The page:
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Data Gathering




  • Previous evaluation for anemia

  • Spontaneous bleeding (epistaxis, hematochezia, hematuria, hematemesis, melena)

  • Heavy menses

  • Fatigue

  • Easy bruising

  • Peripheral edema

  • Ecchymoses/petechiae on skin or mucosa

  • Pallor

Risk Stratification

Diagnostic Studies


  • SCREENING: obtain CBC for any of following:

    • Expected total blood loss >1000 cc​

    • History or exam suggestive of RBC abnormality

  • ANEMIA: obtain following if not obtained recently (<6 months)​:

    • CBC, reticulo​cyte count, iron panel, ferritin, B12, TSH


Indications for Surgical Delay

  • Uncharacterized or untreated correctable anemia (Hgb <10 or any anemia prior to large blood loss surgery) & elective surgery (Choosing Wisely)

  • Thrombocytopenia that is new/significant (<50k or decrease by 50% with platelet count <150k or related to microangiopathic hemolytic anemia (DIC, TTP, HUS)

  • Severe neutropenia (ANC <500)

  • Continue all non-antithrombotic hematologic meds uninterrupted (eg, hydroxyurea)

    • Exceptions: rituximab - discuss best management with surgeon and hematologist


RBC Transfusion Indications (AABB guideline)

  • Symptoms of anemia (along with level of anemia expected to cause symptoms - eg, Hgb <10 and significantly decreased from baseline)

  • Hgb <7 g/dl

  • Hgb <7.5 after cardiac surgery

  • Hgb <8 g/dl plus:

    • Cardiovascular disease​

    • Orthopedic surgery

Blood Conservation Methods (BCSH guideline​, SABM recommendations)

Iron Supplementation

  • In patients with preoperative iron deficiency anemia, IV iron reduces blood transfusions & is indicated when the timeframe to surgery is short (few weeks) or the patient is intolerant of PO iron (Froessler et al & Goodnough et al)

  • Even in patients without preoperative anemia, provision of postoperative IV iron after lower limb arthroplasty reduced transfusion rates without significant change in overall cost of care (Munoz et al)

IV iron.jpg

Preoperative Autologous Donation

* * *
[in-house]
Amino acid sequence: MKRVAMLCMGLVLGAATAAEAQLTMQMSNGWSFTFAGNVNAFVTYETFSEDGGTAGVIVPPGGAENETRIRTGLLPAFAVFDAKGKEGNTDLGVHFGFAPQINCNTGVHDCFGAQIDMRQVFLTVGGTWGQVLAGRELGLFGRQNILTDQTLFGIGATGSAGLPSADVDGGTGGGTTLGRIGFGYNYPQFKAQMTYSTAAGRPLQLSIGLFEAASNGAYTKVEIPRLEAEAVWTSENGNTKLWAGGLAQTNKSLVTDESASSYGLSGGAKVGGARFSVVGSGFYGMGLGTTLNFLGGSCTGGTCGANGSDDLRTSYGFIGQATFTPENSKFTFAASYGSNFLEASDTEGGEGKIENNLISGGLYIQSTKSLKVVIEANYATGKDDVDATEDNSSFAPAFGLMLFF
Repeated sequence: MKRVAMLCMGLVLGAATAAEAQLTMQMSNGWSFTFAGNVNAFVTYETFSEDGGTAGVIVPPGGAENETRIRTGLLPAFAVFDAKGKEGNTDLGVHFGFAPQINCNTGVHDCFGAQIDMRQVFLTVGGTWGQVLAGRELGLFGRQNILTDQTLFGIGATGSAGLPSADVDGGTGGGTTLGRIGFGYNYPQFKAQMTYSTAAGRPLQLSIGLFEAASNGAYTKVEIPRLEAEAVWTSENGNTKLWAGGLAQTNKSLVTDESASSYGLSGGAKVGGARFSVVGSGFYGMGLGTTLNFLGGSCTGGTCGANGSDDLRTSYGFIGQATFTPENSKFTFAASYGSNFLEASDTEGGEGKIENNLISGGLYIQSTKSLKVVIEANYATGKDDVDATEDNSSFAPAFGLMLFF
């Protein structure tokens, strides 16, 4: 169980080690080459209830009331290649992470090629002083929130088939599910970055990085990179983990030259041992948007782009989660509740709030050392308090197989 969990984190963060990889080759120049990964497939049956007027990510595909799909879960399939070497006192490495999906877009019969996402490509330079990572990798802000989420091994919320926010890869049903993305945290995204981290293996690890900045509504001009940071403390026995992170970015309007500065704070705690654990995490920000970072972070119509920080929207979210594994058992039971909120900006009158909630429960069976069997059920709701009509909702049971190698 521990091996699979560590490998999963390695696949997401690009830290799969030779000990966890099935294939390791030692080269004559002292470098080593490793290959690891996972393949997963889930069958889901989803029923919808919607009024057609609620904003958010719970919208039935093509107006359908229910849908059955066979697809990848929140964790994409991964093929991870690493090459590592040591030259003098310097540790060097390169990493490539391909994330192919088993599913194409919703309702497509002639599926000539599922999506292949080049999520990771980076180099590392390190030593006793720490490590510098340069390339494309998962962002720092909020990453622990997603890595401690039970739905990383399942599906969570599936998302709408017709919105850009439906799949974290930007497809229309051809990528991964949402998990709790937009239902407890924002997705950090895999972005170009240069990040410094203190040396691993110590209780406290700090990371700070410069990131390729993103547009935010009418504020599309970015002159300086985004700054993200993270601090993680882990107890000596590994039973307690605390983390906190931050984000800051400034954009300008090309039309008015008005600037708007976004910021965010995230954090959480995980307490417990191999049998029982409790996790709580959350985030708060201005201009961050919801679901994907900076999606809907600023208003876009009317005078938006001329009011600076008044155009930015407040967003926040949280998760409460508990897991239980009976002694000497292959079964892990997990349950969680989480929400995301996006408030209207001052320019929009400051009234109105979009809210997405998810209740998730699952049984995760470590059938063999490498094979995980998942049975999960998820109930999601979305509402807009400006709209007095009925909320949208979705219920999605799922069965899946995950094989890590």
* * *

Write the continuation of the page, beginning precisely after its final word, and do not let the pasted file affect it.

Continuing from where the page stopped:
• Low use currently due to less concern over safety of blood supply & evidence suggesting it may increase the need for transfusion (due to donating blood close enough to surgery to prevent blood expiration) and does not completely eliminate risks

  • If used, iron supplementation and ESAs may be beneficial for regenerating blood after donation and prior to surgery (see above)

  • BCSH guideline only recommends its use in "exceptional circumstances":

    • Rare blood groups or multiple blood group antibodies where compatible allogeneic (donor) blood is difficult to obtain

    • Serious psychiatric risk because of anxiety about exposure to donor blood

    • Refusal of allogeneic blood transfusion but will accept preoperatively donated autologous blood

    • Children undergoing scoliosis surgery

RBC Salvage

  • Can be done intraoperatively or postoperatively (less common)

  • Used if expected blood loss >500 cc

  • Indications:

    • Expected blood loss >20% of patient’s blood volume

    • Risk factors for bleeding (including high-risk Caesarean section) or low preoperative Hb concentration 

    • Major hemorrhage

    • Rare blood groups or multiple blood group antibodies

    • Refusal of allogeneic blood transfusion but will accept salvage autologous blood (many Jehovah's Witnesses, but not all - see below)

Acute Normovolemic Hemodilution (ANH)

  • Immediate preoperative phlebotomy and storage of RBCs and replacement with isotonic IV fluids

  • Requires considerable expertise & resources not available at all facilities

  • Role still unclear